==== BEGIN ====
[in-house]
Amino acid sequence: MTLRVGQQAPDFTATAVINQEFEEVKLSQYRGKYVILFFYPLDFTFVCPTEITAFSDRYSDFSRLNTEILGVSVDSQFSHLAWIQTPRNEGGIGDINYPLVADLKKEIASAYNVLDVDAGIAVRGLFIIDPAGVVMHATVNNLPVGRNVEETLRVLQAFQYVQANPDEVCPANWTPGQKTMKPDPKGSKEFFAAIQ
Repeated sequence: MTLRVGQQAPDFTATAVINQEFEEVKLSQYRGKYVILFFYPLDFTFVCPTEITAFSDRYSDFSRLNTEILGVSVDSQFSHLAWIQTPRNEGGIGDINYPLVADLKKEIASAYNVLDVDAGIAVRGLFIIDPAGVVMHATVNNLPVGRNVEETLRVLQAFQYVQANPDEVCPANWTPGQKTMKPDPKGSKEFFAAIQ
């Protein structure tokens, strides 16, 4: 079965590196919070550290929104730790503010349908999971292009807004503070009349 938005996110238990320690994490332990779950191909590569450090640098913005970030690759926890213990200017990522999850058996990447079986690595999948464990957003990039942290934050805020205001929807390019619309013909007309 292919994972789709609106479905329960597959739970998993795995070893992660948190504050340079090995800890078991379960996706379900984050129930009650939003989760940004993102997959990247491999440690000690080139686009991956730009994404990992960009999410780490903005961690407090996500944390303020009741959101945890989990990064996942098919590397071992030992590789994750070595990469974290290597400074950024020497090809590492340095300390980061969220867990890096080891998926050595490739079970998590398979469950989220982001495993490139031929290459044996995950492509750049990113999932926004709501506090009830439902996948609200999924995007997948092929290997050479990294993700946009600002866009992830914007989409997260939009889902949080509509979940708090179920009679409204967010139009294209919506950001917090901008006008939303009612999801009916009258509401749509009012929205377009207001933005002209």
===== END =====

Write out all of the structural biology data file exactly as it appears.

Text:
[in-house]
Amino acid sequence: MTLRVGQQAPDFTATAVINQEFEEVKLSQYRGKYVILFFYPLDFTFVCPTEITAFSDRYSDFSRLNTEILGVSVDSQFSHLAWIQTPRNEGGIGDINYPLVADLKKEIASAYNVLDVDAGIAVRGLFIIDPAGVVMHATVNNLPVGRNVEETLRVLQAFQYVQANPDEVCPANWTPGQKTMKPDPKGSKEFFAAIQ
Repeated sequence: MTLRVGQQAPDFTATAVINQEFEEVKLSQYRGKYVILFFYPLDFTFVCPTEITAFSDRYSDFSRLNTEILGVSVDSQFSHLAWIQTPRNEGGIGDINYPLVADLKKEIASAYNVLDVDAGIAVRGLFIIDPAGVVMHATVNNLPVGRNVEETLRVLQAFQYVQANPDEVCPANWTPGQKTMKPDPKGSKEFFAAIQ
């Protein structure tokens, strides 16, 4: 079965590196919070550290929104730790503010349908999971292009807004503070009349 938005996110238990320690994490332990779950191909590569450090640098913005970030690759926890213990200017990522999850058996990447079986690595999948464990957003990039942290934050805020205001929807390019619309013909007309 292919994972789709609106479905329960597959739970998993795995070893992660948190504050340079090995800890078991379960996706379900984050129930009650939003989760940004993102997959990247491999440690000690080139686009991956730009994404990992960009999410780490903005961690407090996500944390303020009741959101945890989990990064996942098919590397071992030992590789994750070595990469974290290597400074950024020497090809590492340095300390980061969220867990890096080891998926050595490739079970998590398979469950989220982001495993490139031929290459044996995950492509750049990113999932926004709501506090009830439902996948609200999924995007997948092929290997050479990294993700946009600002866009992830914007989409997260939009889902949080509509979940708090179920009679409204967010139009294209919506950001917090901008006008939303009612999801009916009258509401749509009012929205377009207001933005002209």